eurYdice - Notes from the Director
Jill Westerby as the Loud Stone

This play is the thing of wonderful dreams: especially the haunting, heartstring-tugging brand; the kind of jewel you have to go through (ehem) "you-know-where" to find.  If you’ve lost anything or anyone, this text might just help you to arrive at the sanctuary for a cathartic mourning, with Sarah Ruhl’s pen strokes guiding you.

When I was a pajama-clad moppet beset by dreams, the family was concerned - even as they were mostly occupied in the rather busy business of Dying Early.  In an effort to help calm my various nightmares, Grandfather would bring out a box with the original full-page ‘Funnies’ from 1904-1914 which he had so enjoyed on so many splendid Sundays, and say: “There is a little boy just like you, and his name is Little Nemo.”  So, with the first glimpse of the hand-drawn colorful Oomp who told the restless Nemo that he had turned-up by command of King Morpheus of Slumberland, and had brought a prancing pony named Somnus to bring Nemo “a long way off through many miles of weird scenes" - I became a diehard fan of the cartoon Little Nemo In Slumberland and its droll artist Winsor McCay.

Ruhl’s astonishing play Eurydice is a piece of Art which offers an authentic peace, for in its epic wonder, its surreal Lewis Carroll thanatological landscape, I am reminded that the veil between this world and the next, between myth and one’s own cellular memory, is the stuff that live theatre can actually solve. We come to the dark room to dream, collectively.  Ruhl invokes Alice In Wonderland in her theatrical prayer to her own deceased parent - and so it didn’t seem like too far a leap to present the design team with the astonishing and whimsical art of McCay as well as describing the dilapidated Edwardian-era Playland At The Beach I grew up visiting on weekends - and to use both Slumberland and Playland as imaginative leaping-off points - the ways in which the Artistic Team might collectively dive-off of piers together and swim in scary and beautiful waters.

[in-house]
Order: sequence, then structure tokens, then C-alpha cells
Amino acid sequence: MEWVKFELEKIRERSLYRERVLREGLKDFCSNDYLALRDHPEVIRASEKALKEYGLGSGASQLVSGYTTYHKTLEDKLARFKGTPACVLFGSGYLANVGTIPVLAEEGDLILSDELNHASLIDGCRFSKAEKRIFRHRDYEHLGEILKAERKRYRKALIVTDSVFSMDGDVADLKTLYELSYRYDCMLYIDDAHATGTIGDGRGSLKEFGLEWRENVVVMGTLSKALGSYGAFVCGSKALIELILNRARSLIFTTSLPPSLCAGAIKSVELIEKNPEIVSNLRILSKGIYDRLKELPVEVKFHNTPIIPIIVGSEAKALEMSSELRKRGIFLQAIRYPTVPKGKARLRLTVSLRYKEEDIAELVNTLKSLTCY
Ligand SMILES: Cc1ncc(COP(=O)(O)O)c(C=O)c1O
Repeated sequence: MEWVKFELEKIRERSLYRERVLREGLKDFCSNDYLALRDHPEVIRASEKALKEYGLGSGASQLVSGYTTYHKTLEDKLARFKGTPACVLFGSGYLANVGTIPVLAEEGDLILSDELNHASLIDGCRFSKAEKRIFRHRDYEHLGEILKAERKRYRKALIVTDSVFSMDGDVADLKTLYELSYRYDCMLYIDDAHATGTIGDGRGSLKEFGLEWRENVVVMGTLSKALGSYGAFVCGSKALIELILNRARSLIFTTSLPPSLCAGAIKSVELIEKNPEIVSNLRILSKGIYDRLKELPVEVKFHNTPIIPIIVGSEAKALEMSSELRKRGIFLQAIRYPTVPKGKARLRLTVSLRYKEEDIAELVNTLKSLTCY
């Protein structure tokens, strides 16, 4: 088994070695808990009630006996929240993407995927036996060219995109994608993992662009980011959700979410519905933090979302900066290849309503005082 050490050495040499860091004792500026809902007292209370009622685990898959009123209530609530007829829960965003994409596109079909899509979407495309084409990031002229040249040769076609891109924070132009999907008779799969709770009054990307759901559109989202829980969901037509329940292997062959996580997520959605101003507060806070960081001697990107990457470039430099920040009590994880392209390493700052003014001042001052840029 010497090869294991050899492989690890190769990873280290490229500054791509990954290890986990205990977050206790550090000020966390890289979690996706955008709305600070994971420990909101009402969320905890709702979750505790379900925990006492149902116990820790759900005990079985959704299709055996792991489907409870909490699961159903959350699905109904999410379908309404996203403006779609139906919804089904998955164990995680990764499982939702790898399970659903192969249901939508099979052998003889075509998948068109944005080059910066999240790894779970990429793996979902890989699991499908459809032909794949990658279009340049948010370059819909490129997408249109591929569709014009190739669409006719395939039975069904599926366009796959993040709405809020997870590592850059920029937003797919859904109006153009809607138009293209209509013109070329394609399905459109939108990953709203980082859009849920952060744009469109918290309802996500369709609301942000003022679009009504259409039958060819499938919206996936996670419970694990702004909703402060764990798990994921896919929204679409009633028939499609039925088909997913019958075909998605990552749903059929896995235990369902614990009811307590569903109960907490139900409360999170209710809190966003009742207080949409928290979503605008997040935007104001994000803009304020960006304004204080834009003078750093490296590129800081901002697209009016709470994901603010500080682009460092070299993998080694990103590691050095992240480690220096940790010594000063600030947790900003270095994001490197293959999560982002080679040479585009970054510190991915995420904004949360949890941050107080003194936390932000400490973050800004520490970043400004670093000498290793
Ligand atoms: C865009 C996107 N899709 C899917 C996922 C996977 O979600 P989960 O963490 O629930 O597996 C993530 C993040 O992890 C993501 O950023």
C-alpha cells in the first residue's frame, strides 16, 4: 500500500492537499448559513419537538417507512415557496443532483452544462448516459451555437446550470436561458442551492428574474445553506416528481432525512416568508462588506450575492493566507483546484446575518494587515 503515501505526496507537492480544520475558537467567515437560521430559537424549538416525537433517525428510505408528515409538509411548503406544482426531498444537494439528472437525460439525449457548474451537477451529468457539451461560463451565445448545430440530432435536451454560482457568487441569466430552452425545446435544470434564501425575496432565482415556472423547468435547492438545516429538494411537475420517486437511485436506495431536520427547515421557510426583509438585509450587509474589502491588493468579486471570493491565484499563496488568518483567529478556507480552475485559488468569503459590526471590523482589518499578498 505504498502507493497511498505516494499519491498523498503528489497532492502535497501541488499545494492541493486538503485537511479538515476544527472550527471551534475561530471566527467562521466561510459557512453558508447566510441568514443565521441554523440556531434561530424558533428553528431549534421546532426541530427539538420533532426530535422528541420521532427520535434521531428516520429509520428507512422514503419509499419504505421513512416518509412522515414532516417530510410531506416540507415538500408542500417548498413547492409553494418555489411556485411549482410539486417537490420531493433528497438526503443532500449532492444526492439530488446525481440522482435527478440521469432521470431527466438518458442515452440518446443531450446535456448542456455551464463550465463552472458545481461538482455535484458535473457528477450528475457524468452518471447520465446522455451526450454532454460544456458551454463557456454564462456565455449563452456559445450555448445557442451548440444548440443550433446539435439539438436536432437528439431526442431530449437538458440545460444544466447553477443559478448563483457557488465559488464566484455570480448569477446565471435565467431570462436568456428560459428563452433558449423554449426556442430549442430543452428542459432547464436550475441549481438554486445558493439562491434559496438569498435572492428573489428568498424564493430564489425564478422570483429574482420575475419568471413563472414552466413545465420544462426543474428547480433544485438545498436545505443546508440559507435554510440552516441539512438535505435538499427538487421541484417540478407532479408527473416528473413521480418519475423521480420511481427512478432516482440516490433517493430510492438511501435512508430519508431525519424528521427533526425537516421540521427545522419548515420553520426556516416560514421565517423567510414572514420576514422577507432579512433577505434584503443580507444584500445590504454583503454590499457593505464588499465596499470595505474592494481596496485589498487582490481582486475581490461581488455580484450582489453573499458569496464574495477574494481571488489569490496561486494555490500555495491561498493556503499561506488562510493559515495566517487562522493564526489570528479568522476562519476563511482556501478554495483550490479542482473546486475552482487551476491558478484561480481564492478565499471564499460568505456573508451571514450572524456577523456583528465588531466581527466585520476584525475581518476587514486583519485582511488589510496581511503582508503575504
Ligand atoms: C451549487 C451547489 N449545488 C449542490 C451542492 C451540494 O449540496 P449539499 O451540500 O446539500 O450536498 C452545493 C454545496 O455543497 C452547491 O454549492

Sarah Ruhl allows the designers to dream lavishly.  Her spare descriptions throughout the script are actually extremely generous, and indeed triggered several additional ideas for me, specifically: “He picks her up and throws her into the sky.” - and later - “Orpheus walks slowly, in a straight line, with the focus of a tightrope walker.  Eurydice moves to follow him.”  My job is then to make sure that uncommon movement and flight will be realized. I believe in the power of making objects and images live & breathe onstage, and so I grabbed-for the carousels brass ring and found it in my palm alright – a profoundly magnificent team of designers who each possess devotion to detail and imaginative composition; for with Olich, Gahagan, Ortega, and Crosser designing, a chap really can dream.

Attending Les Waters’ original production of Eurydice at Berkeley Repertory Theatre was a revelation for me. It is grand that Artists Rep has chosen the piece for you to experience, and I’m humbly grateful to have been chosen as the facilitator.  So, welcome to the Underworld: it’s not so far away, and to visit it is a daring stop, a wrinkle in time, a promising voyage.

- Randall Stuart